For Zero hunger, young people are the futureA special post for International Youth Day from the students at ZHC participant Food Recovery Network.
When Food Recovery Network signed on as an official participant in the Zero Hunger Challenge, we knew from the start that our missions aligned fully and readily. It made complete sense to us that yes, we should be part of the global initiative to end hunger in our lifetimes. Why?
As a youth-led, student-focused organization, Food Recovery Network is tackling the joint issues of food waste and food insecurity. We’re channeling our generation’s idealism, pragmatically: building a community of student leaders and working together to solve not just the problems of tomorrow, but the problems of right now. Forty percent of all food in America goes to waste, while one in six Americans does not know where his or her next meal will come from. By the time today’s 20-year-old college students are in their mid-fifties, there will be nine billion people in the world. If we’re going to have a world without hunger, something is going to have to change. Why not start making that change now?
College campuses across the country are full of concerned young people who want to make the world a better place, and it often just takes one or two committed students to start the fight against food waste and hunger to get the entire campus community to take action. Despite the commonly humble beginnings, as FRN chapters gain traction, they easily grow from just a handful of core leaders to extensive volunteer networks made up of students, community volunteers, professors and even local elected officials in a matter of months.
On International Youth Day, Food Recovery Network and Zero Hunger Challenge are taking time to highlight the ways and reasons that young people are getting involved and working to end hunger in our lifetimes.
Connecting the dots and closing the loop: Young people are not only fighting food waste with FRN, but also issues such as food inequality, hunger, industrial farming, and environmental issues. At Carleton College for instance, Food Recovery Network makes sense out of the pounds of healthy, fresh, leftover food, the enthusiastic and passionate students and community members, and the large incidence of food insecurity in Rice County, MN.
Small actions add up: With Food Recovery Network, student leaders at 96 campuses across the country have collectively diverted over 425,000 pounds of food from the landfill to hunger-fighting agencies in their communities over the past three years. With an “every pound counts” mentality, small schools can have just as much of an impact on their community as large schools; together, FRN chapters have recovered enough food to provide 310 Americans three meals a day for an entire year.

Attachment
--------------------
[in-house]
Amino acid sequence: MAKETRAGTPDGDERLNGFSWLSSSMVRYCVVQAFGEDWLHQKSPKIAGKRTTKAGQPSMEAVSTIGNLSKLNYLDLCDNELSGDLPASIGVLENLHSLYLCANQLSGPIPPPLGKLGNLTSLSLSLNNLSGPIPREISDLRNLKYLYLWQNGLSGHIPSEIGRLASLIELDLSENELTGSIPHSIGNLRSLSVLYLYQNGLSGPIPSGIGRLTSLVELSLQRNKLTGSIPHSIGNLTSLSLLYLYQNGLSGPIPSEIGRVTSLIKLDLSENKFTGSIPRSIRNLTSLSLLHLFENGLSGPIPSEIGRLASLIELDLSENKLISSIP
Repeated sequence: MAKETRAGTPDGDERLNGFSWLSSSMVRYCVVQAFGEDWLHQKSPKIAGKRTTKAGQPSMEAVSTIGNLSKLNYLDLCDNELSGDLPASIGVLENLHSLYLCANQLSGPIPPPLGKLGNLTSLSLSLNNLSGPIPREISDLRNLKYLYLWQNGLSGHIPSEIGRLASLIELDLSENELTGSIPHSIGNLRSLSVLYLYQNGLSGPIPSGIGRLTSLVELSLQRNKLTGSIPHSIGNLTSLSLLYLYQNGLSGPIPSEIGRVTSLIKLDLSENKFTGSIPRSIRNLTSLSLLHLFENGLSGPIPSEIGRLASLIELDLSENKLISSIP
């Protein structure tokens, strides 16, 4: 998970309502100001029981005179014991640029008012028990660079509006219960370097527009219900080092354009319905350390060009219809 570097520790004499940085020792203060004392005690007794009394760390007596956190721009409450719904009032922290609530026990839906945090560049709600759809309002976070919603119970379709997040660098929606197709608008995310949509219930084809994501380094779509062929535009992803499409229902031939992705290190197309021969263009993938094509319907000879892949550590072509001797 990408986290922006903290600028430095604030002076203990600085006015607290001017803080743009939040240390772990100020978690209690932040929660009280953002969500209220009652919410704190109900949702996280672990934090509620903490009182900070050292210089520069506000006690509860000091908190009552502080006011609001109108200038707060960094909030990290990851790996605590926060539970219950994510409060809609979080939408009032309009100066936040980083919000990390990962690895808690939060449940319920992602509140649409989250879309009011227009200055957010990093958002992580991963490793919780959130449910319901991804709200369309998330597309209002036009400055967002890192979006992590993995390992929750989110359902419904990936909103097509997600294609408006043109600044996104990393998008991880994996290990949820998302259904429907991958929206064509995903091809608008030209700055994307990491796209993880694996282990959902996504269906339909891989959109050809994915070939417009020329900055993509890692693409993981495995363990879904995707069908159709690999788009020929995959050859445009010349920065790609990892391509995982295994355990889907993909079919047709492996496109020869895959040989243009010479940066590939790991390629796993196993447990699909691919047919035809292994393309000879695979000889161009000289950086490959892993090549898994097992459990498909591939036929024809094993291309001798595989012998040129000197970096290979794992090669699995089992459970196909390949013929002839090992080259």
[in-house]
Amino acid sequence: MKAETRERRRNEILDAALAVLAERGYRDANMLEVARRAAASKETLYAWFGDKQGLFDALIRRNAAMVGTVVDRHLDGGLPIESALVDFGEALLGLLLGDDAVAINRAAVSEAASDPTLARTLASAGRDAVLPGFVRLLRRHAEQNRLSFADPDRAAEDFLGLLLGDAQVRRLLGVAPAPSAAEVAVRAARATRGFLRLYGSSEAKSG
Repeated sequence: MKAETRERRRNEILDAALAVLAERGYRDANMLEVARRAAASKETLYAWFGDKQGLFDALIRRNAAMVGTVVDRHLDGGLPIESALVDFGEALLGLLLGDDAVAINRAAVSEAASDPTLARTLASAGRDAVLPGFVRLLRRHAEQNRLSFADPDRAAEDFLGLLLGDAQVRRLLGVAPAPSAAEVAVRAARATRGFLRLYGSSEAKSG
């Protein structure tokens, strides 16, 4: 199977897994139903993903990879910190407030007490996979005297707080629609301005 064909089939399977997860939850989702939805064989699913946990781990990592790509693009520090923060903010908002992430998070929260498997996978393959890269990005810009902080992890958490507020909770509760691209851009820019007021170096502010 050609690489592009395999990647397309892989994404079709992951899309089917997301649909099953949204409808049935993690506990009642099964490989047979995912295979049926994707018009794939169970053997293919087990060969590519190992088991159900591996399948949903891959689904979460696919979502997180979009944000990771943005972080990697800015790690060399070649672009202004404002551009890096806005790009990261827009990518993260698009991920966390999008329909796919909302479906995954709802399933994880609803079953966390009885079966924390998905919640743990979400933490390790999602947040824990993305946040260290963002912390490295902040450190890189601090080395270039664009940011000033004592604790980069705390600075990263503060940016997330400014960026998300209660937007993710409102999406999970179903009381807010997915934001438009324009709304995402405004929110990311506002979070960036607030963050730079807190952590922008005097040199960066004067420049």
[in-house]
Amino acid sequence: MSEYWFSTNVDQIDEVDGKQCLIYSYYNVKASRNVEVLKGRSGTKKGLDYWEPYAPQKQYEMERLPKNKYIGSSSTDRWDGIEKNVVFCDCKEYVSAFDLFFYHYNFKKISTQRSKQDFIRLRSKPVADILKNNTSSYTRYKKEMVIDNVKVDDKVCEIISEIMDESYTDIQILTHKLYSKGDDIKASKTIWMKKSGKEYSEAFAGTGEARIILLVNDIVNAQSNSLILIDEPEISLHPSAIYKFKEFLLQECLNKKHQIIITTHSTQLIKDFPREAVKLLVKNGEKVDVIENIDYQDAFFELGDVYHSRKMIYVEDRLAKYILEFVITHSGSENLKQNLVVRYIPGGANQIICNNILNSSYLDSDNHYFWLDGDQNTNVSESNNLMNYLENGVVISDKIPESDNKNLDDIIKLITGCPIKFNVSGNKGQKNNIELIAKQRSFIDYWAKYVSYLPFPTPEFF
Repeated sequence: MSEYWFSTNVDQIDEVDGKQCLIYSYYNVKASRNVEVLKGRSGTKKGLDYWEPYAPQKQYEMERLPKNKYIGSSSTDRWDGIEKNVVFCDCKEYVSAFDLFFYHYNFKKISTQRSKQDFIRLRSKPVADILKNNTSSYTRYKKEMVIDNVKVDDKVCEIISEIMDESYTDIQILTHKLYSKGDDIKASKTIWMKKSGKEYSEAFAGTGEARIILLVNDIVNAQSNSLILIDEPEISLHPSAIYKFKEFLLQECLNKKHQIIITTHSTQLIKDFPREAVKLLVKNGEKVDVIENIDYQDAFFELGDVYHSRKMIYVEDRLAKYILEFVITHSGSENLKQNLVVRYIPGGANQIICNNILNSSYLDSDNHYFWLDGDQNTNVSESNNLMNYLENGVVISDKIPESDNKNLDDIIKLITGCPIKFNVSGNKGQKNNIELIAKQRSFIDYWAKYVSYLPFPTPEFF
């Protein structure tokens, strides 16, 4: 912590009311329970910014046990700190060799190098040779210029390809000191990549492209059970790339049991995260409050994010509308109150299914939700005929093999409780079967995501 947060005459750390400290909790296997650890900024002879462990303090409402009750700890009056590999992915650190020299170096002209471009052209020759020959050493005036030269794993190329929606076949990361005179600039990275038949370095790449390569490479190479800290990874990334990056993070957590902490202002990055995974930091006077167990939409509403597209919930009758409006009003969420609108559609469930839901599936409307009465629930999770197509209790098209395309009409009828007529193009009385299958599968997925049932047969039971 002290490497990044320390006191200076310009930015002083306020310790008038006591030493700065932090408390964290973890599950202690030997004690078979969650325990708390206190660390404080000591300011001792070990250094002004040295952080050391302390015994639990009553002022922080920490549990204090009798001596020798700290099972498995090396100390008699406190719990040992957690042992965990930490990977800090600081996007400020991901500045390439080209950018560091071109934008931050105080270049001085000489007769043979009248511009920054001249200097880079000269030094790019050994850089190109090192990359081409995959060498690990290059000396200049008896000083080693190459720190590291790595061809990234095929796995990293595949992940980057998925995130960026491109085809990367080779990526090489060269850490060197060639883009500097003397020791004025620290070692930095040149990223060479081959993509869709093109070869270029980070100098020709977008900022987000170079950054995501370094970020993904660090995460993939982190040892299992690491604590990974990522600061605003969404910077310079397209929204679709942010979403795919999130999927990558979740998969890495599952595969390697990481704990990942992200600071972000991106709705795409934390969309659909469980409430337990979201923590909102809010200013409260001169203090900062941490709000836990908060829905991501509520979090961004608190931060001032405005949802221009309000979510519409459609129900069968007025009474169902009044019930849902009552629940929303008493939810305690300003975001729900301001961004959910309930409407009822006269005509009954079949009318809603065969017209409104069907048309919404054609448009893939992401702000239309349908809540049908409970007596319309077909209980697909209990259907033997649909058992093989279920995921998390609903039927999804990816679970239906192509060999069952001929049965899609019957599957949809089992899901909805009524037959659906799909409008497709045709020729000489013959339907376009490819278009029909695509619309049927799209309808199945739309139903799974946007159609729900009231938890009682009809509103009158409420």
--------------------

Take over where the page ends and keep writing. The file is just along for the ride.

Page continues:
Volunteering for community: Fighting hunger and food waste is something everyone can get behind, and typical food recoveries can involve athletes, environmentalists, students in sororities and fraternities and beyond. Over 1,500 volunteers participated in food recoveries with FRN last school year, dedicating 40,000 hours to diverting over 200,000 pounds of food from the waste stream while spending time with new people as part of something so big and with such a positive impact.
Young people are the future, right now: Young people are a vital force in the fight to end hunger and food waste because they are the future; their actions will shape the world for many years to come. Upon graduation, FRN student leaders will continue to be advocates for service and for justice. Says Nikki Phillips of Providence College’s Friar Food Rescue, “our generation strives to make the world a little better in any way we can control, and fighting food waste is one of those ways.” Adds Sarah Diamond of FRN at Lawrence University, “It is also crucial that those with far more than they need give back to those with far less than they need.”
College students in the United States are invited to fight food waste and hunger with FRN by applying to start a chapter here. Learn more about Food Recovery Network and our commitment to ZHC’s principle of zero food waste. Like FRN on Facebook and follow @FoodRecovery on Twitter and Instagram.FRN National), Nikki Phillips (Friar Food Rescue at Providence College), Hannah Spiegelman (FRN at Goucher College), Shira Kaufman (FRN at Carleton College) and Sarah Diamond (FRN at Lawrence University).